Friday, 12 October 2012

Living under drones – and UK drones march

A startling report has been released by Stanford University. It provides a comprehensive assessment on the impact of US drone strikes in northwestern Pakistan. Research teams spent time in the Federally Administered Tribal Areas (FATA) in February/March 2012 and in May 2012.

Two aspects of this report stand out for me. Firstly the detailed account of the impact of drone strikes on community life in the target areas. The report states that the presence of drones “... terrorizes men, women, and children, giving rise to anxiety and psychological trauma among civilian communities. Those living under drones have to face the constant worry that a deadly strike may be fired at any moment, and the knowledge that they are powerless to protect themselves. These fears have affected behaviour.”

Secondly evidence that a ‘double-tap’ tactic continues to be employed by the CIA whereby a second missile is fired a couple of minutes after the first killing those who have come to the aid of casualties. There are several testimonies to the effect that consequently after a drone strike people no longer rush to the rescue of those hit for fear of a second missile. A ‘double-tap’ is deplorable. It hardly needs stating that the targeting of rescuers constitutes a war crime under the Geneva Convention.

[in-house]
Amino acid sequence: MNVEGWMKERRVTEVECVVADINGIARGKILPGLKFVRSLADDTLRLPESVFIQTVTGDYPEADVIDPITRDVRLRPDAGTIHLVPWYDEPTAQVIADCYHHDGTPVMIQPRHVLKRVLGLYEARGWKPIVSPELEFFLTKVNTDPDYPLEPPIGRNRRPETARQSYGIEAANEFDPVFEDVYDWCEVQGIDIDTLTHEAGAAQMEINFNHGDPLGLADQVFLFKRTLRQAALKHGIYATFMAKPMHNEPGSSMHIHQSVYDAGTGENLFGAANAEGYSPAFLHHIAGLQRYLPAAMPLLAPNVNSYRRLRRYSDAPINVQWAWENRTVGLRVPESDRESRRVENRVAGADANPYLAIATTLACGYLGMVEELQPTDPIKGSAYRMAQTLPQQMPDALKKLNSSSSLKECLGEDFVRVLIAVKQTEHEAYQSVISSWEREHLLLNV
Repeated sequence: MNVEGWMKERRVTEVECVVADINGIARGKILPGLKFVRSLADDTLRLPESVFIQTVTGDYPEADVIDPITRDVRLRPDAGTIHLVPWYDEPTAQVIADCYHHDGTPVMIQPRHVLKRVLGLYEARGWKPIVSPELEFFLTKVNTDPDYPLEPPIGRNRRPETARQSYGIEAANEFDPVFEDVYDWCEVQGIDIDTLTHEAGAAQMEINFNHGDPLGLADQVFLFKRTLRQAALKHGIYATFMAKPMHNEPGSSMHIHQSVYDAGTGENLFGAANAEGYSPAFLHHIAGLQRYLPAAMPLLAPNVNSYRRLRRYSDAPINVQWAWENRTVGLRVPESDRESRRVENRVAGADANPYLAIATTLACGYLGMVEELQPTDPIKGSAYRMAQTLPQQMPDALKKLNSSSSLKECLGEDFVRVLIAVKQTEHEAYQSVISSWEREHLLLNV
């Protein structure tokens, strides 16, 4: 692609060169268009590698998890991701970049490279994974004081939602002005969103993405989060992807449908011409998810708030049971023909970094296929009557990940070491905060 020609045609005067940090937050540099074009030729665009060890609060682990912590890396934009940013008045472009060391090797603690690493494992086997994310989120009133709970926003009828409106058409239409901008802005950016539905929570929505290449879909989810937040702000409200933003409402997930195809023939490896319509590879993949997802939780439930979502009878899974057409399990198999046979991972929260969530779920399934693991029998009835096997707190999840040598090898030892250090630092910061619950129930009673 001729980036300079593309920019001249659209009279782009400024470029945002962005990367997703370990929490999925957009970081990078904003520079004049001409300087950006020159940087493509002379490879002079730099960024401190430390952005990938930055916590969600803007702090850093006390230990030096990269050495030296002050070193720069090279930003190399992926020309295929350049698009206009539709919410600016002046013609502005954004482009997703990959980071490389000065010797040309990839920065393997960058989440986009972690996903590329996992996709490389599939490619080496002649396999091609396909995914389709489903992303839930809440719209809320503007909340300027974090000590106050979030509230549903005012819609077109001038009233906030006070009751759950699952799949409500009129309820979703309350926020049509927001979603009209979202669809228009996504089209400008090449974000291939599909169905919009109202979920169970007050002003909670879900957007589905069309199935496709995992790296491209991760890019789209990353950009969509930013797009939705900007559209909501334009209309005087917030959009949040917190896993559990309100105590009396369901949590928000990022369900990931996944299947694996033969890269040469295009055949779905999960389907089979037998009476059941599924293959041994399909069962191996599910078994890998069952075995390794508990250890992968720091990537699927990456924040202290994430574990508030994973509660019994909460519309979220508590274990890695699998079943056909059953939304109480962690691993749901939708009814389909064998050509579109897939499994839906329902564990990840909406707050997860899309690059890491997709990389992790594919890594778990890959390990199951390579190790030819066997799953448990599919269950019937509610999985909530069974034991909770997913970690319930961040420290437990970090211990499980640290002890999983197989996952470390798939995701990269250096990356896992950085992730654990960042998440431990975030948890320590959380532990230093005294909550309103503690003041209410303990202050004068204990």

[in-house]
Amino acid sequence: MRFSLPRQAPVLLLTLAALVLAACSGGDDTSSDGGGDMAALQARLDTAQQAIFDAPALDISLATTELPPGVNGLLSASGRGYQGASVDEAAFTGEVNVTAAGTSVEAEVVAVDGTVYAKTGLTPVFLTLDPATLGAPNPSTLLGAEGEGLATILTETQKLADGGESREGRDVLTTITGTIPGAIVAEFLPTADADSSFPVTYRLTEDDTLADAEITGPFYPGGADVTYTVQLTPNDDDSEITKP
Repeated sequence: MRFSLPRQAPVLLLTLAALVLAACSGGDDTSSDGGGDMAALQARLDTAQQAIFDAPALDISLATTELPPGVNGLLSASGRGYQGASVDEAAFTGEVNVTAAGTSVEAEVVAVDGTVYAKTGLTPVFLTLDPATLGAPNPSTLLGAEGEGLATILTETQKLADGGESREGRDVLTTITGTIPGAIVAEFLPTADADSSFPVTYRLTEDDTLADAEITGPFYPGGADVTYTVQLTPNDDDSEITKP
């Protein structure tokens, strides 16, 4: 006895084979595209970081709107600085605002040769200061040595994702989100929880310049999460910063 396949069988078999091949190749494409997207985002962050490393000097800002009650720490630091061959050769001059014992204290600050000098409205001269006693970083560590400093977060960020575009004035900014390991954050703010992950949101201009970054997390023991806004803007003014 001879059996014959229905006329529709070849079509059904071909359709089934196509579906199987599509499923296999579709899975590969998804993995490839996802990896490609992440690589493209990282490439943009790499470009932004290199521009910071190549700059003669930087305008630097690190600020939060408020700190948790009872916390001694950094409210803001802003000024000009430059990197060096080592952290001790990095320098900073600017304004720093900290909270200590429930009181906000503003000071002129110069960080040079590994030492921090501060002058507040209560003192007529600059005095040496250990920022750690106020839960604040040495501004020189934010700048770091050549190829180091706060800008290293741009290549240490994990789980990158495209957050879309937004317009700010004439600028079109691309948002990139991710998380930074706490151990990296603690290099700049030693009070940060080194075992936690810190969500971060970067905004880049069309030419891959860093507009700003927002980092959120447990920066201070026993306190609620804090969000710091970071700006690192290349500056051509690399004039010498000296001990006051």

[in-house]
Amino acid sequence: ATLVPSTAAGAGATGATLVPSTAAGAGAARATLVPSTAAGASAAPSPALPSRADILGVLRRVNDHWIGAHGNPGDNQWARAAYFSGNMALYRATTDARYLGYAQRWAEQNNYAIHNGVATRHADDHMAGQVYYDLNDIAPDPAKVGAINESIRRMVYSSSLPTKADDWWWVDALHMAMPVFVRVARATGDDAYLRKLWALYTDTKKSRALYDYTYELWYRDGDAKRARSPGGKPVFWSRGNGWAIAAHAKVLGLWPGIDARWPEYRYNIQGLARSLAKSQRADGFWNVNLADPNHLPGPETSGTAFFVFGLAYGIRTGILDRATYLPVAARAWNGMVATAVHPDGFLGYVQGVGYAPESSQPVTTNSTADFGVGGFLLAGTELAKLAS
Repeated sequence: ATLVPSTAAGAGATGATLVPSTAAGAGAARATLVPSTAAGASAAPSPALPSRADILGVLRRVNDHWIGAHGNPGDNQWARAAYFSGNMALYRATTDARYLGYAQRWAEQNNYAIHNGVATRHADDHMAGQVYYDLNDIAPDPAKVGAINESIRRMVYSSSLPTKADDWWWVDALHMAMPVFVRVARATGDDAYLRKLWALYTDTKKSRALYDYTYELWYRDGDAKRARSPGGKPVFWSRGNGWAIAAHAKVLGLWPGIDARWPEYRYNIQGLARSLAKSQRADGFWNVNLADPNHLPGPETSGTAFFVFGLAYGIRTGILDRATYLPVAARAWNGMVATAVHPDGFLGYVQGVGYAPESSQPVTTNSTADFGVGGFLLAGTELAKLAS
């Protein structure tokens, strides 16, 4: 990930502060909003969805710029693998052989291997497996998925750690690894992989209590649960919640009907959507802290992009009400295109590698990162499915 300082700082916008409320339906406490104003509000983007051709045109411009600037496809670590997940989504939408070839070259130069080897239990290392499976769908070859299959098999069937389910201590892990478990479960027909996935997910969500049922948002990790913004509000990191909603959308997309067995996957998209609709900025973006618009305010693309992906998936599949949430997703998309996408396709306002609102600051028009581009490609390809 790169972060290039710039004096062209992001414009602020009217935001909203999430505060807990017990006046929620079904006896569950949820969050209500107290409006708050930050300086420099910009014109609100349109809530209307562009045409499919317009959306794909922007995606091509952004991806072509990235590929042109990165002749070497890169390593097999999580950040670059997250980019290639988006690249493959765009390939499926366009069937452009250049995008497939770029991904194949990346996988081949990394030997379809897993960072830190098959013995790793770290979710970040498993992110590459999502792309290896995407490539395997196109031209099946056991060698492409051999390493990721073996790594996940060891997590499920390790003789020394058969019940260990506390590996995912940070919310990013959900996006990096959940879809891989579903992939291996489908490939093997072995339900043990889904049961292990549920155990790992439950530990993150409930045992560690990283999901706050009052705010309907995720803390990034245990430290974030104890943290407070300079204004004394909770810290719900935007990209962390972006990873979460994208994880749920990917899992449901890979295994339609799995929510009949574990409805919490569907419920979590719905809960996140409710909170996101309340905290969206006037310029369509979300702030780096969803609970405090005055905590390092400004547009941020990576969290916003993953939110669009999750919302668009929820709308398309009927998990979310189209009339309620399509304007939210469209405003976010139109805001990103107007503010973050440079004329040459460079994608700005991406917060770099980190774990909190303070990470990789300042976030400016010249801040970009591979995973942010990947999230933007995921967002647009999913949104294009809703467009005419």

Our churches have publicly challenged the Foreign Secretary to distance the UK from the US drones strikes in Pakistan. We have written to the Foreign and Commonwealth Office and will be publishing the response when it arrives.
The Living Under Drones report illustrates that the capabilities provided by drone technology (e.g. persistent surveillance and track and kill capabilities) are currently running ahead of agreed ethical and legal constraints around the use of drones. The position of the UK military is that the Rules of Engagement that we apply to
the use of the RAF’s armed drones are identical to those that we would apply to fast jets and other forms of air power. But drones raise new questions for us and these need thorough consideration and debate.

Consequently many are calling for the drones to be grounded. Revd Bill Anderson, Chair of Birmingham Methodist District has been marching this week with others to protest the development and use of drones. This will culminate tomorrow in a demonstration at RAF Waddington, Lincolnshire, where the RAF plans to locate its drones control centre next year.

[See also our Churches' report; Drones: Ethical Dilemmas in the Application of Military Force]